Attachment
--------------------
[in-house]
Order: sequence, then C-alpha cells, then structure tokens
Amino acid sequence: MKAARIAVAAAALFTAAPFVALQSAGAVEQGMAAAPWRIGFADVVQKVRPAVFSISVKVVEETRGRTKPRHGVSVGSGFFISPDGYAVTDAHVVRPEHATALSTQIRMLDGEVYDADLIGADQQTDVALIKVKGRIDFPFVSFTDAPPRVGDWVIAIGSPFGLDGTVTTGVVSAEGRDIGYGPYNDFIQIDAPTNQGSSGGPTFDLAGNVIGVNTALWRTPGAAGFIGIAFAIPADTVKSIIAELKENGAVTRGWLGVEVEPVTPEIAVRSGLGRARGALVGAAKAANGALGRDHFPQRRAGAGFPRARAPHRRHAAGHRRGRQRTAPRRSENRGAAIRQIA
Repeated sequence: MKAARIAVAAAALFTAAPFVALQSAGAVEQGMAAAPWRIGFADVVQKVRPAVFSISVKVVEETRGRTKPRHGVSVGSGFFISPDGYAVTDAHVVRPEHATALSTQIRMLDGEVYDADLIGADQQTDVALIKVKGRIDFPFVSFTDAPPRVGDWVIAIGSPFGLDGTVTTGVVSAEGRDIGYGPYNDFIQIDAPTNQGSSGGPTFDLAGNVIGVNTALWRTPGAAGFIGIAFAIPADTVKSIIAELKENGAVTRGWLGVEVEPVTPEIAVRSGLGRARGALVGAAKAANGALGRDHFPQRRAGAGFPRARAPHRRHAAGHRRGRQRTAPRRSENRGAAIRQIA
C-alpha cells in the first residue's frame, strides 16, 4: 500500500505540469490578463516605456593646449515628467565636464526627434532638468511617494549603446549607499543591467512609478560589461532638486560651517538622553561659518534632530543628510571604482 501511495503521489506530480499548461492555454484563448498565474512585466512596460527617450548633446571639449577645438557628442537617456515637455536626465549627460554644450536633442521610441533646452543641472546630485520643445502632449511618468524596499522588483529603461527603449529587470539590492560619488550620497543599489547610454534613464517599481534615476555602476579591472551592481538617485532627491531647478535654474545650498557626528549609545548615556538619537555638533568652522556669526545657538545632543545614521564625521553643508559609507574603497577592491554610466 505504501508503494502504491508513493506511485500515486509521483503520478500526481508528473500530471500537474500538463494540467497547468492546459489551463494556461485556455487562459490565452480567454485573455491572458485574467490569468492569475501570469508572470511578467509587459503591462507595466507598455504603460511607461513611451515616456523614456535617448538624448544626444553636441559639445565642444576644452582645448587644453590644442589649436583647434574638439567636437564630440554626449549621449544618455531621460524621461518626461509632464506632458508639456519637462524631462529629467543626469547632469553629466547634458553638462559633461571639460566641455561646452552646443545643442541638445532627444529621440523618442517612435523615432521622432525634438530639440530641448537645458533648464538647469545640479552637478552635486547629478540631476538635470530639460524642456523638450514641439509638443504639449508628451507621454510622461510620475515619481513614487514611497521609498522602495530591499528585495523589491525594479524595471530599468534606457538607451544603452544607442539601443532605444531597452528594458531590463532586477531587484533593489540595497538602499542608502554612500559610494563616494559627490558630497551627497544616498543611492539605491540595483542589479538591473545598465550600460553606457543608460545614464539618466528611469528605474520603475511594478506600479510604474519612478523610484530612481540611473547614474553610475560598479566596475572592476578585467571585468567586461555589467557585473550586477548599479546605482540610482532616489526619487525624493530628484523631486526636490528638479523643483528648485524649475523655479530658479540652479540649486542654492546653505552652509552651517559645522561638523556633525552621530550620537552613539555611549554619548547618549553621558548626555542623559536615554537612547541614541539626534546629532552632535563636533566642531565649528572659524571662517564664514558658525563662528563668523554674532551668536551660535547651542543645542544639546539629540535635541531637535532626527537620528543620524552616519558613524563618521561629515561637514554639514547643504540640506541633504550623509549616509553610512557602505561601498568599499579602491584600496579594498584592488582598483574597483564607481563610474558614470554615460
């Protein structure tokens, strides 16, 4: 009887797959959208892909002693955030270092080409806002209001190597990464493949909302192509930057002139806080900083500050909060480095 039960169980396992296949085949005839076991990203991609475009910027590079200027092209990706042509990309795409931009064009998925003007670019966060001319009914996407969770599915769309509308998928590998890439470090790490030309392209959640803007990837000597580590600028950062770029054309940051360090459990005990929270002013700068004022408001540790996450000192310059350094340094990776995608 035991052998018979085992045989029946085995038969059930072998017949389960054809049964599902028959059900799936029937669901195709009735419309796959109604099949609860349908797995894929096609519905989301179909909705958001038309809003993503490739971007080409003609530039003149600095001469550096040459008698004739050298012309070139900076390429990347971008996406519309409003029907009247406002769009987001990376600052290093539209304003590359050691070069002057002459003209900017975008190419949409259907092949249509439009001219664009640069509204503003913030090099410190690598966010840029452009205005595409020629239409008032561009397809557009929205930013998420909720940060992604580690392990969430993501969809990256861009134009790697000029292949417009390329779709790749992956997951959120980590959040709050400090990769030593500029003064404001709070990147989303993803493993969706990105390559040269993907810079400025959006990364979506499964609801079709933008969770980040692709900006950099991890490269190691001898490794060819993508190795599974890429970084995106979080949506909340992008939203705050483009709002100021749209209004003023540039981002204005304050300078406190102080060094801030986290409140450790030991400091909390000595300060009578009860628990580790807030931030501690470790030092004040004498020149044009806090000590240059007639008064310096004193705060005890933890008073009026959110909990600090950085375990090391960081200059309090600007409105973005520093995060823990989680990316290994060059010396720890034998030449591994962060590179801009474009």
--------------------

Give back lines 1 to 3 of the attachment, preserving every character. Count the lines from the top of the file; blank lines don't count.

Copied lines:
[in-house]
Order: sequence, then C-alpha cells, then structure tokens
Amino acid sequence: MKAARIAVAAAALFTAAPFVALQSAGAVEQGMAAAPWRIGFADVVQKVRPAVFSISVKVVEETRGRTKPRHGVSVGSGFFISPDGYAVTDAHVVRPEHATALSTQIRMLDGEVYDADLIGADQQTDVALIKVKGRIDFPFVSFTDAPPRVGDWVIAIGSPFGLDGTVTTGVVSAEGRDIGYGPYNDFIQIDAPTNQGSSGGPTFDLAGNVIGVNTALWRTPGAAGFIGIAFAIPADTVKSIIAELKENGAVTRGWLGVEVEPVTPEIAVRSGLGRARGALVGAAKAANGALGRDHFPQRRAGAGFPRARAPHRRHAAGHRRGRQRTAPRRSENRGAAIRQIA